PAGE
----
How do I update a Linq to SQL .dbml file?


9 Answers 9


There are three ways to keep the model in sync.

  1. Delete the modified tables from the designer, and drag them back onto the designer surface from the Database Explorer. I have found that, for this to work reliably, you have to:

    a. Refresh the database schema in the Database Explorer (right-click, refresh)
    b. Save the designer after deleting the tables
    c. Save again after dragging the tables back.

    Note though that if you have modified any properties (for instance, turning off the child property of an association), this will obviously lose those modifications — you'll have to make them again.

  2. Use SQLMetal to regenerate the schema from your database. I have seen a number of blog posts that show how to script this.

  3. Make changes directly in the Properties pane of the DBML. This works for simple changes, like allowing nulls on a field.

The DBML designer is not installed by default in Visual Studio 2015, 2017 or 2019. You will have to close VS, start the VS installer and modify your installation. The LINQ to SQL tools is the feature you must install. For VS 2017/2019, you can find it under Individual Components > Code Tools.

  • 1
    I had tried 1a and 1c without 1b and was getting 'Specified cast is not valid' errors when performing a simple select on a view. Including 1b fixed it for me
    – tomfumb
    Nov 29, 2011 at 19:40
  • 6
    The VS support was requested on ​connect.microsoft.com/VisualStudio/feedback/details/260723/…, but MS do not want to fix. Jun 23, 2012 at 0:20
  • Tried the first method and it worked. Guess it will work for a small DB.
    – Muhammedh
    Jun 26, 2014 at 6:44
  • It pains me that at the end of 2019, I needed an answer created before I knew what computer programming was... This is so detailed and great!
    – PSGuy
    Dec 19, 2019 at 14:34

To update a table in your .dbml-diagram with, for example, added columns, do this:

  1. Update your SQL Server Explorer window.
  2. Drag the "new" version of your table into the .dbml-diagram (report1 in the picture below).

report1 is the new version of the table

  1. Mark the added columns in the new version of the table, press Ctrl+C to copy the added columns.

copy the added columns

  1. Click the "old" version of your table and press Ctrl+V to paste the added columns into the already present version of the table.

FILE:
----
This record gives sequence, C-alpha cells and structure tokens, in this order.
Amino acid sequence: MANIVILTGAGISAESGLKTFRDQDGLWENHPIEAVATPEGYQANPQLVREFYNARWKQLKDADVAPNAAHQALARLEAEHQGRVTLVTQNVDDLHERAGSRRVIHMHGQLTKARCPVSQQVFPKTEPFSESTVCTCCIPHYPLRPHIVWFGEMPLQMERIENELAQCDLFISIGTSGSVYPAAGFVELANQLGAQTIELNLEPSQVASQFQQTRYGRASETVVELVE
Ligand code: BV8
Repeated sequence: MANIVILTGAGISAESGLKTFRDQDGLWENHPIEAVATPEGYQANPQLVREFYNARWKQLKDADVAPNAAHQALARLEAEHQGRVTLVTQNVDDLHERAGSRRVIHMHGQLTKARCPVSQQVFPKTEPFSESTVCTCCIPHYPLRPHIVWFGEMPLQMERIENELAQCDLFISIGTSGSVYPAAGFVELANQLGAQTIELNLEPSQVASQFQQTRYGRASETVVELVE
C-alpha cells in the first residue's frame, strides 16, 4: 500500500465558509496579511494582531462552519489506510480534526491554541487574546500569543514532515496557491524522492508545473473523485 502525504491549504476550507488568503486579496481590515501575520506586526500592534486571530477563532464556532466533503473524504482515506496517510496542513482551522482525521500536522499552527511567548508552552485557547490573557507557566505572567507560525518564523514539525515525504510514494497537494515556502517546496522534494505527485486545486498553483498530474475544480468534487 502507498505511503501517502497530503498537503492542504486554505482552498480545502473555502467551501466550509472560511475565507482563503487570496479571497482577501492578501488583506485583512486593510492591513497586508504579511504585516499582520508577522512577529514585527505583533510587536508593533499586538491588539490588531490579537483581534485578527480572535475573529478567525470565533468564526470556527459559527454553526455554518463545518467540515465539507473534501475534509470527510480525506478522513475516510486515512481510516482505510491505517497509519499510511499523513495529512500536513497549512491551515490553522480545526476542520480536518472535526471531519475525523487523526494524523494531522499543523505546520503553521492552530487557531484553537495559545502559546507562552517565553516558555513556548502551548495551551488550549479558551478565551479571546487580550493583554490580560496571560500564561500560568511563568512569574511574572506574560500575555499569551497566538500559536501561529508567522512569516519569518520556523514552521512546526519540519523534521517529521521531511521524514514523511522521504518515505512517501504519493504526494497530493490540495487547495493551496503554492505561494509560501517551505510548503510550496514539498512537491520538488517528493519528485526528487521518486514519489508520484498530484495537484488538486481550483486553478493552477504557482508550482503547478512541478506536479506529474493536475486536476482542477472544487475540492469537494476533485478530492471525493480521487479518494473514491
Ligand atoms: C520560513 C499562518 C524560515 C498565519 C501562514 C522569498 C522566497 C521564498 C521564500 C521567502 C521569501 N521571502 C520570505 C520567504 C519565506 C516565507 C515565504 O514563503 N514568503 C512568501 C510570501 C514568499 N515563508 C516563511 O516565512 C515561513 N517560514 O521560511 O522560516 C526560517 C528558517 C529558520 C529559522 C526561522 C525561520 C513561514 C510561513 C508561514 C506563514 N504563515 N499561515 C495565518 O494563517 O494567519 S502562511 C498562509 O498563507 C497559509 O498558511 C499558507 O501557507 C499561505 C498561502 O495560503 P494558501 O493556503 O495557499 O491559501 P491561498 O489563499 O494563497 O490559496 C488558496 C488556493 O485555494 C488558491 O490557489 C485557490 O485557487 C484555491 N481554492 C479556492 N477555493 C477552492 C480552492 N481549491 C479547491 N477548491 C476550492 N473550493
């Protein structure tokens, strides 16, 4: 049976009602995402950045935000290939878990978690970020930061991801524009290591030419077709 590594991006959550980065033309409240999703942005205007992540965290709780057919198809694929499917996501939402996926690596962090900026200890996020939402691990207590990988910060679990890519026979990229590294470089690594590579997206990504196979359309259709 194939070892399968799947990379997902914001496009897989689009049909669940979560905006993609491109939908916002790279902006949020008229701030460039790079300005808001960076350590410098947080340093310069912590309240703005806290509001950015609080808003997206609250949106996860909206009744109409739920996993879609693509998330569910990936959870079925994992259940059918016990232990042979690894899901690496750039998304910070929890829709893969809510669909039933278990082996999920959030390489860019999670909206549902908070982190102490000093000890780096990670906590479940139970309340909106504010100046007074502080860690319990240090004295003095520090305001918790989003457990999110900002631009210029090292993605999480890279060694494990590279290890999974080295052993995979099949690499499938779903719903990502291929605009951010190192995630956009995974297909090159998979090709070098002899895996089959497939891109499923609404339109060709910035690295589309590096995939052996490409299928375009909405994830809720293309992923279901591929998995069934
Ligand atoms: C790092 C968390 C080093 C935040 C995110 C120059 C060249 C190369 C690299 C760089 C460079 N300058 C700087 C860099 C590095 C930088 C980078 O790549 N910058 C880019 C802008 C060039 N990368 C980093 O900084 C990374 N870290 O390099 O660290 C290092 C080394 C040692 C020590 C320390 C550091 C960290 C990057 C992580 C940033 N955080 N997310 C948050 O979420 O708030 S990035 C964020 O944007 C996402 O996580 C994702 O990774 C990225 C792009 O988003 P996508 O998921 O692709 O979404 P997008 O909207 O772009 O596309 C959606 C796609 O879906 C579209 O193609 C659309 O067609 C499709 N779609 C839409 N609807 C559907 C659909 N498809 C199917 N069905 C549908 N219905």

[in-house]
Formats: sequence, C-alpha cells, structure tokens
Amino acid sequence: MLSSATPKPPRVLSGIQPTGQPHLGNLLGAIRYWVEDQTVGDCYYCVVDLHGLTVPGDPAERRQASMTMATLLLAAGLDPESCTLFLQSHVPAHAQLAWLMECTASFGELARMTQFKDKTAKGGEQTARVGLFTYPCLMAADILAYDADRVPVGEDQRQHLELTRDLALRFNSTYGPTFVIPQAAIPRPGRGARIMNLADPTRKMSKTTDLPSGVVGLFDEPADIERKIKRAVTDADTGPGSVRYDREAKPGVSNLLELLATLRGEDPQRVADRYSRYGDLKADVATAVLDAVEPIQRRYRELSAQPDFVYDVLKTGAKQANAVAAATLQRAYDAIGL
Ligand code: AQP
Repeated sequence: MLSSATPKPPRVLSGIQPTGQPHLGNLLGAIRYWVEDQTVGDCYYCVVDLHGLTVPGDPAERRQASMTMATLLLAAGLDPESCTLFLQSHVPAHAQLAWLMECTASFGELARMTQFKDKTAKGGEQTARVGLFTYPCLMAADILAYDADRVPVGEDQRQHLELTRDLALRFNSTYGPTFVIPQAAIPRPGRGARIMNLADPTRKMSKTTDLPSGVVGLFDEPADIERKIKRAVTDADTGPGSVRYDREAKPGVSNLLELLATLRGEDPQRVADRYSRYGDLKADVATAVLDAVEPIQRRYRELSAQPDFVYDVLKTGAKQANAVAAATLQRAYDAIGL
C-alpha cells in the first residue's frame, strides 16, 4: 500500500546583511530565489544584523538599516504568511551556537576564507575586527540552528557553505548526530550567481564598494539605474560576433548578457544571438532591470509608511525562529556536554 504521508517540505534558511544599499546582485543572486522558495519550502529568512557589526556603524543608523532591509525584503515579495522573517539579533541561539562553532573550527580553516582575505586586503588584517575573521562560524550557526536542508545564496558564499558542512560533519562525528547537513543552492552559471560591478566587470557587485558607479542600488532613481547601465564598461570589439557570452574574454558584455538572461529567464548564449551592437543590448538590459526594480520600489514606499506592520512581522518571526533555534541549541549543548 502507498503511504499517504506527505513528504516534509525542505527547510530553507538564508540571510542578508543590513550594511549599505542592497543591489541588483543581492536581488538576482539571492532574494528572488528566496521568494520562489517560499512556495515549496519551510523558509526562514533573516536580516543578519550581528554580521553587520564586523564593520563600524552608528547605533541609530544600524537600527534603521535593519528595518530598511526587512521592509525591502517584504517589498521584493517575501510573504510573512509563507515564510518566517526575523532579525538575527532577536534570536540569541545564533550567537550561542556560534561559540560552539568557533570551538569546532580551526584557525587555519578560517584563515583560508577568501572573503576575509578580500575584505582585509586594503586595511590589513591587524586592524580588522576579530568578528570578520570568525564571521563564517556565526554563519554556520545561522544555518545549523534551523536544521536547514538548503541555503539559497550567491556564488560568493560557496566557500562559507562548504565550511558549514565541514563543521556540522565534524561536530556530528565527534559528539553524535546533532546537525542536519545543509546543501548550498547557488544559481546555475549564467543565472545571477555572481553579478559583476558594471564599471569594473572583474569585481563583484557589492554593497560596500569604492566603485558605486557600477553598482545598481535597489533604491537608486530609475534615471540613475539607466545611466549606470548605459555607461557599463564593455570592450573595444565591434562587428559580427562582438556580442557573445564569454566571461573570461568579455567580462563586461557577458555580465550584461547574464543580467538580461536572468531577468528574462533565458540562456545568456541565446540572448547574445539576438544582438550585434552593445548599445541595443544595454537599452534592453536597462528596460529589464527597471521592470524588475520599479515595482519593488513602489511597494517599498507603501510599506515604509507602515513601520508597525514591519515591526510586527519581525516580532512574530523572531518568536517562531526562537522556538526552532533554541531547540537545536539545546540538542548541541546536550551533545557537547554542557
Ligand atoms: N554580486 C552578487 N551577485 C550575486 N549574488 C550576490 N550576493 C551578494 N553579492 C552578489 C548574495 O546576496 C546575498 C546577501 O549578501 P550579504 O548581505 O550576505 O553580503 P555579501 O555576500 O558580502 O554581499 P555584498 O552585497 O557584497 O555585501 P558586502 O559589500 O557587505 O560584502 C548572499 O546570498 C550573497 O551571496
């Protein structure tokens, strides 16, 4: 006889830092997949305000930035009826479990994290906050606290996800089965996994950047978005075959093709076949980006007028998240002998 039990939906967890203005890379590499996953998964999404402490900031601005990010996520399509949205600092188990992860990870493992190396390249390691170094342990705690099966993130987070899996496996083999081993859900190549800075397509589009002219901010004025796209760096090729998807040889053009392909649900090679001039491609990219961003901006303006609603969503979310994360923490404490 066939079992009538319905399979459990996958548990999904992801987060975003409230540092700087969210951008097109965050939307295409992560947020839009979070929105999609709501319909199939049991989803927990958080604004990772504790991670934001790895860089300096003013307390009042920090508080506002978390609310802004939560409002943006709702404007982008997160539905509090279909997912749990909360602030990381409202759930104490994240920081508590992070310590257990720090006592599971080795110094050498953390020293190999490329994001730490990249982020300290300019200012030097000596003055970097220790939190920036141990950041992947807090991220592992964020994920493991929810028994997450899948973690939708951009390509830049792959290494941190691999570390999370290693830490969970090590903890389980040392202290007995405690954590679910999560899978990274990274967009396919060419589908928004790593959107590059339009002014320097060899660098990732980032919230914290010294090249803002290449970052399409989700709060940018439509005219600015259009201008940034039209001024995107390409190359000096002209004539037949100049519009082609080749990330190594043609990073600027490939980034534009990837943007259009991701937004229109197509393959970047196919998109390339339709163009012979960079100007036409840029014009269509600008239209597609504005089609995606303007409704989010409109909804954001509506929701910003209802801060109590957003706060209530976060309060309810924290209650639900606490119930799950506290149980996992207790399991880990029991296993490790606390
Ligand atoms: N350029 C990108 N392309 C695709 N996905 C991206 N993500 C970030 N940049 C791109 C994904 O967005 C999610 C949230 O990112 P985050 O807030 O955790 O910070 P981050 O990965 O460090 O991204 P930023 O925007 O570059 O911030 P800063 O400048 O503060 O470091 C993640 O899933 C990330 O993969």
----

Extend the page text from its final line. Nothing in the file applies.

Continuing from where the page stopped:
paste the added columns to the old version of the table

  1. Delete the dragged table from step 2 and save the .dbml file.
  • 4
    This seems to be the easiest, least destructive method that requires no extra tools and works just fine in VS2017
    – Toby
    May 8, 2017 at 9:16
  • 1
    This is much less intrusive than the accepted answer and continues to work well at the end of 2018!
    – Mark
    Oct 23, 2018 at 21:05
  • 1
    This is the best answer for quick (and not-so-quick edits to the schema). I have taken a lot of time making the model view look nice. I hated deleting and dragging update files over. For added fields this works great!
    – Hucker
    Nov 2, 2018 at 20:19
  • 2
    For me, this solved two problems. The first one was when I attempted to copy and paste a similar field within the table and then rename it. That created non-stop "unspecified" build error when validating. The other issue was that if I removed the table and then added it back in its entirety, it resulted in much larger differences in git (because objects were rearranged within the file). With this method, I only see the insertion of the new field, which is much cleaner and easier to understand later.
    – goug
    Dec 4, 2018 at 2:10
  • 4
    ...step 5. delete the dragged table from step 2 and save the .dbml.
    – bahramzy
    Nov 5, 2020 at 7:47

You could also check out the PLINQO set of code generation templates, based on CodeSmith, which allow you to do a lot of neat things for and with Linq-to-SQL:

  • generate one file per class (instead of a single, huge file)
  • update your model as needed
  • many more features

Check out the PLINQO site at http://www.plinqo.com and have a look at the intro videos.

The second tool I know of are the Huagati DBML/EDMX tools, which allow update of DBML (Linq-to-SQL) and EDMX (Entity Framework) mapping files, and more (like naming conventions etc.).


  • 1
    Having just ripped out CodeSmith / PLINQO I strongly advise against taking this approach. Granted this answer is over 4 years old...